Sunday, March 3, 2013

Helga: Out of the Hedgelands by Rick Johnson: Guest Post: Orangeberry Tour Stop


 




Why I Write Fantasy for Young People
by Rick Johnson
 
One of the attractions of writing fantasy for children is that it forces us to experiment with “beyond the box” thinking. We cannot make easy sense of a fantasy story if we cling to our usual common-sense understanding of reality. Fantasy requires us to imagine how the impossible could possibly be true. I believe that this effort at “sense-making,” which is at the heart of enjoying a good fantasy story, is one of the simple ways we “play with reality” and, thereby, encourage our minds to remain supple.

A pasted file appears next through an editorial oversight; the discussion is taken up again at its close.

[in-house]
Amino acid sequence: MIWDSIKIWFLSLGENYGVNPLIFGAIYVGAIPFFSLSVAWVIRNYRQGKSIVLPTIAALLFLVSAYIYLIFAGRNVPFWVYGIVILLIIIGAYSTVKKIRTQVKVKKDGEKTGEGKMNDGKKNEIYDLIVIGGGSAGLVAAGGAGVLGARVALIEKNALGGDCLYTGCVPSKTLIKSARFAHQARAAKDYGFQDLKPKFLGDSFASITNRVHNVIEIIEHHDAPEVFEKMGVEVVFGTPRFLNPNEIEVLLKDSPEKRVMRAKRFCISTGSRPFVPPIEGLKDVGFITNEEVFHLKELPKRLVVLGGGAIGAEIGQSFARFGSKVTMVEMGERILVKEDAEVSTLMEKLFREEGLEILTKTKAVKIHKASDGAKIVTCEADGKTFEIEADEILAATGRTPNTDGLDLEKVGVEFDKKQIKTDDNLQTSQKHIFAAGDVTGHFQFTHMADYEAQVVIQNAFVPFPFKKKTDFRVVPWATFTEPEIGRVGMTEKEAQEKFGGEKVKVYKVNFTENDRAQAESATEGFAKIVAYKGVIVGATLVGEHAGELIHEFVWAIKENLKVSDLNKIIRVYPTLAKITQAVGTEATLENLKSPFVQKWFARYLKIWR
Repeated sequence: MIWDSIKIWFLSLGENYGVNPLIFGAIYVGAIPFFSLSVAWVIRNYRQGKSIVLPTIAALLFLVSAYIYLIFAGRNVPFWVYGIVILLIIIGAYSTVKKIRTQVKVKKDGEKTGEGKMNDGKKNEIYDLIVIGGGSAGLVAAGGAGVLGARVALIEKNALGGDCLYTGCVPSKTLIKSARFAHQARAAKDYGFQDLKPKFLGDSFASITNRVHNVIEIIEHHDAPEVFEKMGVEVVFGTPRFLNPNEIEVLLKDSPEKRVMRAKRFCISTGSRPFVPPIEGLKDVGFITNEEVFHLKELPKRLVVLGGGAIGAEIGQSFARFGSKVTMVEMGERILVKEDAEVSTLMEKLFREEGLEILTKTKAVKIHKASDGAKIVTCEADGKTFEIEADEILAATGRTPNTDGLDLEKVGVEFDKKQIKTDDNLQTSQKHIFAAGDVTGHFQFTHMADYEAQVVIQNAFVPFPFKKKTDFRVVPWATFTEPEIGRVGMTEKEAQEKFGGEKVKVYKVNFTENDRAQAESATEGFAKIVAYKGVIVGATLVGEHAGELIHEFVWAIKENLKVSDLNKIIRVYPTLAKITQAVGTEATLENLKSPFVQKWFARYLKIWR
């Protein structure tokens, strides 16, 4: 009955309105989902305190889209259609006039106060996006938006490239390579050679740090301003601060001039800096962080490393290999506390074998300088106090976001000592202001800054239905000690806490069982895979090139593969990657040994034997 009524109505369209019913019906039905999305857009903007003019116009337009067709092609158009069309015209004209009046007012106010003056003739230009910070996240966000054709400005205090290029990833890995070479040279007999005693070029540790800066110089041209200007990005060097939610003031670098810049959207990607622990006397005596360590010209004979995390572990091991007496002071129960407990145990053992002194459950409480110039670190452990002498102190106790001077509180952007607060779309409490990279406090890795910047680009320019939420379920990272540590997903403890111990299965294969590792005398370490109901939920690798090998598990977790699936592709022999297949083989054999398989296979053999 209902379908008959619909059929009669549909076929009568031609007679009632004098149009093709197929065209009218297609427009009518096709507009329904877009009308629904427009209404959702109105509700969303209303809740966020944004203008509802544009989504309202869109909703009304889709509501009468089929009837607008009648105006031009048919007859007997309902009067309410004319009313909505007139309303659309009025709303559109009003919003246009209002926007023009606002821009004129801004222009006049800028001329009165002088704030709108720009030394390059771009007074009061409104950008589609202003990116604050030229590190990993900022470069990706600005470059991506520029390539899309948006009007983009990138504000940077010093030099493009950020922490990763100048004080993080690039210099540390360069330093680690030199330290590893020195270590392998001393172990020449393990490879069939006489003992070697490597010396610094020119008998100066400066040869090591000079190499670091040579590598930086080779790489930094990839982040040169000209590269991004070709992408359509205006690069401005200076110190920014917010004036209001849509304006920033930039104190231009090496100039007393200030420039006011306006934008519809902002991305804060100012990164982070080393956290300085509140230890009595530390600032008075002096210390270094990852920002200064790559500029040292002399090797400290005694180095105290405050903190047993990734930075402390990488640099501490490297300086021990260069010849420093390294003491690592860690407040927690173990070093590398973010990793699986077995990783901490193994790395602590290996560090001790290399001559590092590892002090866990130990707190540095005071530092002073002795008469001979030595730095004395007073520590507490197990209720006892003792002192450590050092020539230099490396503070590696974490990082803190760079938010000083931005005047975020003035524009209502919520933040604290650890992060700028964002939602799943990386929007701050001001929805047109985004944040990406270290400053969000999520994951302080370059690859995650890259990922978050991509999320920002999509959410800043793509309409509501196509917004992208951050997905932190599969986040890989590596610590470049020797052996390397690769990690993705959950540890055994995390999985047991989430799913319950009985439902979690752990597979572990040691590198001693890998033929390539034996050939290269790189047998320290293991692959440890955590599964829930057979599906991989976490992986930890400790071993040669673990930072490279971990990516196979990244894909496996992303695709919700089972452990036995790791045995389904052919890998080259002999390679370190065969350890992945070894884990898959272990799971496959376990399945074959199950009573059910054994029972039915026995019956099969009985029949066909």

Readers sometimes ask me, “How could a cow possibly use a tool?” or “How could animals of such different sizes and lifestyles interact?” Those questions really do not have single answers. The answers lie in each reader’s own effort at sense-making in a situation that goes counter to basic expectations about what “ought” to be. Our sense-making efforts may be quite conscious—spending considerable time in thoughtful reflection as we try to imagine the ways a cow could use a tool. We may also simply ignore the incongruity and move on. At times, the incongruity may continue to play at the back of our minds for a long while, before we at last surprise ourselves with an answer that satisfies our curiosity, at least for the moment.


How many once-certain “impossibilities” are now so commonplace as to have entered our “common sense” understanding of reality! At some point, supple minds played wildly with what was essentially fantasy, and used creative efforts at sense-making to redefine what was possible. This is the power of imaginative sense-making. We discourage this power, or bind it hand-to-foot in the closed world of prejudices and iron-clad assumptions, at our own peril.